In 1876, Benjamin Carpenter (a professor of physiology at University College, London), observed that volition seems to play a very minor role in the execution of simple behaviours. For example producing a musical note or articulating a syllable: ‘We simply conceive the tone or syllable we wish to utter and say to our automatic self, do this and the well trained automaton executes it.’ For Carpenter, the unconscious was not a place of spirit guides, secondary personalities and dreamscapes, but the mind’s engine room: a kind of factory, where the neural machinery works insensibly, generating and enabling cognition, emotion, and complex actions. About the same time, the great T.H Huxley, also contemplating automatic processes in the brain, reached an astonishing conclusion: ‘The feeling we call volition is not the cause of the voluntary act, but simply the symbol in consciousness of the stage of the brain which is the immediate cause of the act. Like the steam whistle which signals but doesn’t cause the starting of the locomotive.’ Thus, according to Huxley, human beings are merely very sophisticated automata, arrogating responsibility for actions that in truth arise from unconscious neural processes. This post-industrial, mechanistic view of the unconscious might well have caught on, were it not for the arrival of a monumental figure who claimed the unconscious as his own, and gave the Romantic unconscious an unexpected new lease of life: Sigmund Freud.

It is often said that more words have been written about Sigmund Freud than Jesus Christ. Although this may not be exactly true, the very fact that such a comparison is made at all is a reminder of Freud’s cultural credentials. He has become an icon. Yet, in some circles, Freud continues to be decried – particularly with respect to his ideas about the unconscious sexual origins of neurotic illness and its treatment by psychoanalysis. Libraries have been written – and continue to be written – on the subject of why Freud was wrong; however, the longevity (and energy) of this enterprise is somewhat surprising. The problems inherent in Freudian theory and the inefficiency of psychoanalysis were being discussed vigorously by Freud’s contemporaries and the less loyal members of his medical coterie. Indeed, it has been common knowledge for nearly a century that many of Freud’s ideas – such as penis envy or the Oedipus complex – are absurd and of little clinical value.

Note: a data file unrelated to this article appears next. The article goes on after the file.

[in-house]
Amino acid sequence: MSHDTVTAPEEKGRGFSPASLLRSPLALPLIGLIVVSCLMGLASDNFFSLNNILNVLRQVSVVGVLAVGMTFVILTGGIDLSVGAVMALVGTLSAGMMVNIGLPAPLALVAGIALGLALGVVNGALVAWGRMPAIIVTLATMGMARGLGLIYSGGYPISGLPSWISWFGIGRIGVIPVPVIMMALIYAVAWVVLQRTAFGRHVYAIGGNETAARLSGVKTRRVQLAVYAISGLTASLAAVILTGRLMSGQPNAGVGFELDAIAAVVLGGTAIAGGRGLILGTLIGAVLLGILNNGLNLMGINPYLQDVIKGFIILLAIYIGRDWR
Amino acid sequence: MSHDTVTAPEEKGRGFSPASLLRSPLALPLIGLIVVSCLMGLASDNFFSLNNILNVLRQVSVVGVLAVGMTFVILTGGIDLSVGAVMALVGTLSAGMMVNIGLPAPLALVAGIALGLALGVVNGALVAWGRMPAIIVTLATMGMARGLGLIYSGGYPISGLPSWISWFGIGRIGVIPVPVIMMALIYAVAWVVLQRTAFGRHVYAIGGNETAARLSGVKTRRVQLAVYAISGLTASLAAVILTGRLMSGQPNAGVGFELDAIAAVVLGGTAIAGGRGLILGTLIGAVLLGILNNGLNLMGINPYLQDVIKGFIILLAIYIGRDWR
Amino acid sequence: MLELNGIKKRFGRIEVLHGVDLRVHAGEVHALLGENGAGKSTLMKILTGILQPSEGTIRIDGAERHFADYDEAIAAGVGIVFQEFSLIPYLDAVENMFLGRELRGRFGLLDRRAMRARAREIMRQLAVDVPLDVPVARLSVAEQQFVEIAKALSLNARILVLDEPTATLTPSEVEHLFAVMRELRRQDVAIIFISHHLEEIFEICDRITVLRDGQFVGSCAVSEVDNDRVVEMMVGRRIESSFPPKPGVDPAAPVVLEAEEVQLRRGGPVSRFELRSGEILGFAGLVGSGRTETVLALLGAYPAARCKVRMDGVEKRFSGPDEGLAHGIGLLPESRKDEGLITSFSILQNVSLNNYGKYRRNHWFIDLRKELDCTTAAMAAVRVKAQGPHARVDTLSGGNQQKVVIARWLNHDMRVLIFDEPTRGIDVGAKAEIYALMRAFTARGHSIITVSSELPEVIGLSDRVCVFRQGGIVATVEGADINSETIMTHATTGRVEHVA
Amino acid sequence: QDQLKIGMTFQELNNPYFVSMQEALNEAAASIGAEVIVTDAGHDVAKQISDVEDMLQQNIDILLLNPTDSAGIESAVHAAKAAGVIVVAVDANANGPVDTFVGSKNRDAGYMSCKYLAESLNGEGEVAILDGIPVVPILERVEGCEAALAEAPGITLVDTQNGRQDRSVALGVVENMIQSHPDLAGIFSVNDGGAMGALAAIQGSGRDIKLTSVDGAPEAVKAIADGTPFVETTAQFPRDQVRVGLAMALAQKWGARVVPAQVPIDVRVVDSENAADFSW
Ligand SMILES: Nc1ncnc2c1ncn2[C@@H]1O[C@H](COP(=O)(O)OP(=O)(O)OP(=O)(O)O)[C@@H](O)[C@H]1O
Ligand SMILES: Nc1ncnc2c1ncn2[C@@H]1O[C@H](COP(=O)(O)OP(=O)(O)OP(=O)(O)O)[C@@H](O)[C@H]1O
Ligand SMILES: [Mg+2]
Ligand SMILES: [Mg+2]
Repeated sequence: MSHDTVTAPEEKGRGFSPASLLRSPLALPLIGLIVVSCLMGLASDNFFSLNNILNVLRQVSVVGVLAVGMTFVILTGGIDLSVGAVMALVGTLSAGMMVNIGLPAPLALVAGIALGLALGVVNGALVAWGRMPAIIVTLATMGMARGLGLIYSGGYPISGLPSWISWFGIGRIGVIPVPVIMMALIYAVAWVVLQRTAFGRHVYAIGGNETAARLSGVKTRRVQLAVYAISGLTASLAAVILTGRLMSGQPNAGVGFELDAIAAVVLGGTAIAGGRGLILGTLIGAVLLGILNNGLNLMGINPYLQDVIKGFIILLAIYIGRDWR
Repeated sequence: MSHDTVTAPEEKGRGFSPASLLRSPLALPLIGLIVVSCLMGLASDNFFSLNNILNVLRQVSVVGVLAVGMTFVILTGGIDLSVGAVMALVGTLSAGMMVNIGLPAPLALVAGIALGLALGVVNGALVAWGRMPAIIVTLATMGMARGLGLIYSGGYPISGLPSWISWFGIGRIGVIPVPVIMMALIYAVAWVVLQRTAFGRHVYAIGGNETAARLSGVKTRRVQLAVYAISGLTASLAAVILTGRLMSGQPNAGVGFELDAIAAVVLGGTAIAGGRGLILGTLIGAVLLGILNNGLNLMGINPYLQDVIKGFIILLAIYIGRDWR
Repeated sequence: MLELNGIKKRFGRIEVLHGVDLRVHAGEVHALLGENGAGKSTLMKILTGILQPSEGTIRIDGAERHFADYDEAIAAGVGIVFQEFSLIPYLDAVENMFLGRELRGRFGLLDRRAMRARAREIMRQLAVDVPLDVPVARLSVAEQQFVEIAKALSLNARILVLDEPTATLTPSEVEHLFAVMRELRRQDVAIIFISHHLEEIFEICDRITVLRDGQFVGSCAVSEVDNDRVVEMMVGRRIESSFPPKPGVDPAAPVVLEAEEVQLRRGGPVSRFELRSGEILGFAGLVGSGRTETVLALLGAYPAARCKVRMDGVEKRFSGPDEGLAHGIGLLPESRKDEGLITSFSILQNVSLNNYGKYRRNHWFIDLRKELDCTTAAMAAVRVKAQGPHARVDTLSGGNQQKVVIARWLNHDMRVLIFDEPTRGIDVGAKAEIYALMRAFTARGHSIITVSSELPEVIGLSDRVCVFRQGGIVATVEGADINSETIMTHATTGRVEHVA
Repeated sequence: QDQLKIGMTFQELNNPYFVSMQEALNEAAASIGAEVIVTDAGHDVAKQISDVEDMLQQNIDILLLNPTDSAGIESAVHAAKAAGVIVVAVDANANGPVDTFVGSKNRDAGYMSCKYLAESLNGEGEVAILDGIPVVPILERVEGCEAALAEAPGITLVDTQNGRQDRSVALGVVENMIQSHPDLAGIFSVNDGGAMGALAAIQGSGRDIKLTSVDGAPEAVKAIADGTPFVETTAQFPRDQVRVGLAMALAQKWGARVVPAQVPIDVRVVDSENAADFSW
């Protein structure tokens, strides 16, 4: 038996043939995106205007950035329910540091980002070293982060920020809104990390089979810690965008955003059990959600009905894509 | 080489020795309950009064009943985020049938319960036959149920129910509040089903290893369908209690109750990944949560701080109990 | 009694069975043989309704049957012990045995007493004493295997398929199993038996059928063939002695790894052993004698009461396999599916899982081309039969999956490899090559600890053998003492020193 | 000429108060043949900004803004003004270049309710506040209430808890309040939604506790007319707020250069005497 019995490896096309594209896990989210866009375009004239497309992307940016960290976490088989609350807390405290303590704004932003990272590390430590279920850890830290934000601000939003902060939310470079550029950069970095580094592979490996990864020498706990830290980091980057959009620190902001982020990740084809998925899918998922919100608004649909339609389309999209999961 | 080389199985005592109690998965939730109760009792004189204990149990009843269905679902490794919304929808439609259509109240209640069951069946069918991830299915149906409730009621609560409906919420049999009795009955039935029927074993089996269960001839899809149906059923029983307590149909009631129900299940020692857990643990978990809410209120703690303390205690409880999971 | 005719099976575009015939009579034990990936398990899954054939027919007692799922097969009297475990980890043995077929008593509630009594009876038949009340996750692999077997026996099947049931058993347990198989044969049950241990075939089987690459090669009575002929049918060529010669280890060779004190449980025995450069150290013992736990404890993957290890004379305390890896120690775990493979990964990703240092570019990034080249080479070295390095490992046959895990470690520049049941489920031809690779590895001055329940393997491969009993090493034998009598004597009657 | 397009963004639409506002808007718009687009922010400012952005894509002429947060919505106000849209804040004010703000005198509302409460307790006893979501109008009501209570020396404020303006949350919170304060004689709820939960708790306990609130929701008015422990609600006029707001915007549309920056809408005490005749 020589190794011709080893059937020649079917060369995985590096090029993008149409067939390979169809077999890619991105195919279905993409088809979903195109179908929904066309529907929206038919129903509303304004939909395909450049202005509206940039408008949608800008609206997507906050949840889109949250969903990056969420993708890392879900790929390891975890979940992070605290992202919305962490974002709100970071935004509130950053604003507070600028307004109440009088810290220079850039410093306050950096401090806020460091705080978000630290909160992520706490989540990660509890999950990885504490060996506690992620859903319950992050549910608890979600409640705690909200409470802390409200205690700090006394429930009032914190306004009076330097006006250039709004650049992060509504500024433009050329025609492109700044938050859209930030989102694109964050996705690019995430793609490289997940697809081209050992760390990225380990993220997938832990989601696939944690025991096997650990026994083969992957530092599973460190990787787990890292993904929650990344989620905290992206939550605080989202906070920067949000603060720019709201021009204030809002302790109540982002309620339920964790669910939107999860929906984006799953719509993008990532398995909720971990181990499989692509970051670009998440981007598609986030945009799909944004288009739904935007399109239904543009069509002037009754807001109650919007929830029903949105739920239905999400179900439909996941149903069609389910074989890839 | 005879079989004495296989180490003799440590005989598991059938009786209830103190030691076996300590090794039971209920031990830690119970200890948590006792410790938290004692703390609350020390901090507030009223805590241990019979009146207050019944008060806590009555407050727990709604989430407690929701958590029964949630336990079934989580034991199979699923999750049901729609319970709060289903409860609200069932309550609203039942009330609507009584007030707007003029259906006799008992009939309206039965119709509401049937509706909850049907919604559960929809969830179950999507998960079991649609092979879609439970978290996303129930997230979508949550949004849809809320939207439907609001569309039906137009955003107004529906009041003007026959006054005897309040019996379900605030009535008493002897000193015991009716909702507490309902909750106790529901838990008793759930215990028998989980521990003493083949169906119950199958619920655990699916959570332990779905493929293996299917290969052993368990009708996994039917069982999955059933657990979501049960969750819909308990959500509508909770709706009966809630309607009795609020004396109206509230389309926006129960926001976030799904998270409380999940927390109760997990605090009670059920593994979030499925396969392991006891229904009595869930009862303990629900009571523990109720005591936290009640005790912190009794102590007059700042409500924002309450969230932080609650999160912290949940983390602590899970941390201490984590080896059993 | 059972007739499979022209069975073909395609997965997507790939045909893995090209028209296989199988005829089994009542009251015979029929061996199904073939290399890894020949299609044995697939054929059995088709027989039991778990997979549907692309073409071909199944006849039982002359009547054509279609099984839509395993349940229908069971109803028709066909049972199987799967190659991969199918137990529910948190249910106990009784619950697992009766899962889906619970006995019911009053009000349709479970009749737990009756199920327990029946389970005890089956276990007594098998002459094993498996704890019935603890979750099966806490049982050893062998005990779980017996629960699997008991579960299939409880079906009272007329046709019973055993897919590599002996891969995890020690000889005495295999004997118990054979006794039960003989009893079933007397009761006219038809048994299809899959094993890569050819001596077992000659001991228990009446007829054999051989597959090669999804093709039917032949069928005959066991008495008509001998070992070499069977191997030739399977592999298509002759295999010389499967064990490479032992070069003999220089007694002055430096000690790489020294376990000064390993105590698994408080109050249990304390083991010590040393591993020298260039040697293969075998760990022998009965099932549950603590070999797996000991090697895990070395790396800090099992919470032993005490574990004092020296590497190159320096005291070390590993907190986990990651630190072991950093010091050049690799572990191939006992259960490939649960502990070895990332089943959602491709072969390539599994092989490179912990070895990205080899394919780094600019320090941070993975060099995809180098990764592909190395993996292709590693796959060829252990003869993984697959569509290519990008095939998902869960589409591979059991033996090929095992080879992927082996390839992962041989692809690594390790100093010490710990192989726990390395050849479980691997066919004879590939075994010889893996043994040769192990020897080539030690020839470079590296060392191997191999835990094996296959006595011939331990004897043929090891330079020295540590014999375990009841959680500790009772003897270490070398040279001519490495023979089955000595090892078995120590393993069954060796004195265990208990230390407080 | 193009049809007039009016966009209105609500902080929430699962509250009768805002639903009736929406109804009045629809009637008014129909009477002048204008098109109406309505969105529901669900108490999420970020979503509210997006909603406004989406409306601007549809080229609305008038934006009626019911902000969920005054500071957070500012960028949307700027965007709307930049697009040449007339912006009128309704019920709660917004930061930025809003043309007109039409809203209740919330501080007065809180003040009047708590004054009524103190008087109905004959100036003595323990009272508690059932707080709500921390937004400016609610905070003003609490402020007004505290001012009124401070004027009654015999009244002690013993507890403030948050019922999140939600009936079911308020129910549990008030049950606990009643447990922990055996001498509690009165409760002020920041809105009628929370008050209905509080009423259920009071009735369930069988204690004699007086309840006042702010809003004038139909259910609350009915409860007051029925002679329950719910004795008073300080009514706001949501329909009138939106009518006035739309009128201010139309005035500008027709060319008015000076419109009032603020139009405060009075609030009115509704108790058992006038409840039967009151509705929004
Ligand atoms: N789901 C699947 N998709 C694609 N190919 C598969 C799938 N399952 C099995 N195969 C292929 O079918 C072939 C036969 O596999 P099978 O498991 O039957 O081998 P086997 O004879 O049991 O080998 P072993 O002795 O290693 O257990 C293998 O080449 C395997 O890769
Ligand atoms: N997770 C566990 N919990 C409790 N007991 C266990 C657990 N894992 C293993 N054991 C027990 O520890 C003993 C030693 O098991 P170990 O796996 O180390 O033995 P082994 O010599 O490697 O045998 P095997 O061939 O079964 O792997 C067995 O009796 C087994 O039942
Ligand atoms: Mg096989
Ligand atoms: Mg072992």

Unfortunately, the ease with which it is possible to point out Freud’s weaknesses has generally dulled awareness of his strengths. Indeed, in the 1970s and 1980s, sustained criticism from the likes of the psychologist, Hans Eysenck, and the philosopher, Adolf Grunbaum, helped to complete an iconoclastic process that destroyed the academic credibility of Freudianism altogether – and the unconscious suffered by association.